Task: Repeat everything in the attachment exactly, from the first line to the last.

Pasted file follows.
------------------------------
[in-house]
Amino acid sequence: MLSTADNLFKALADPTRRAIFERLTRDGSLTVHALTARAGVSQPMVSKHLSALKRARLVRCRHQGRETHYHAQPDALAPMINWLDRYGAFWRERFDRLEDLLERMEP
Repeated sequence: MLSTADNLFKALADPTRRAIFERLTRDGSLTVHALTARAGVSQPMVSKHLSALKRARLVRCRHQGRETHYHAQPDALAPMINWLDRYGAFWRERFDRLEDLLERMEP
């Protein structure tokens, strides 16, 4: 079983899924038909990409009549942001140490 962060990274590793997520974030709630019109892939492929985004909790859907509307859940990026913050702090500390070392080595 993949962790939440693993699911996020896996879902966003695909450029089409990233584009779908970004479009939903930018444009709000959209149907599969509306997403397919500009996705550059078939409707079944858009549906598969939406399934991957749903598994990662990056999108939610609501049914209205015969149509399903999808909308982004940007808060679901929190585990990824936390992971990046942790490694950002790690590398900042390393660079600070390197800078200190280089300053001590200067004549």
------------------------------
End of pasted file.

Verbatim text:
[in-house]
Amino acid sequence: MLSTADNLFKALADPTRRAIFERLTRDGSLTVHALTARAGVSQPMVSKHLSALKRARLVRCRHQGRETHYHAQPDALAPMINWLDRYGAFWRERFDRLEDLLERMEP
Repeated sequence: MLSTADNLFKALADPTRRAIFERLTRDGSLTVHALTARAGVSQPMVSKHLSALKRARLVRCRHQGRETHYHAQPDALAPMINWLDRYGAFWRERFDRLEDLLERMEP
């Protein structure tokens, strides 16, 4: 079983899924038909990409009549942001140490 962060990274590793997520974030709630019109892939492929985004909790859907509307859940990026913050702090500390070392080595 993949962790939440693993699911996020896996879902966003695909450029089409990233584009779908970004479009939903930018444009709000959209149907599969509306997403397919500009996705550059078939409707079944858009549906598969939406399934991957749903598994990662990056999108939610609501049914209205015969149509399903999808909308982004940007808060679901929190585990990824936390992971990046942790490694950002790690590398900042390393660079600070390197800078200190280089300053001590200067004549």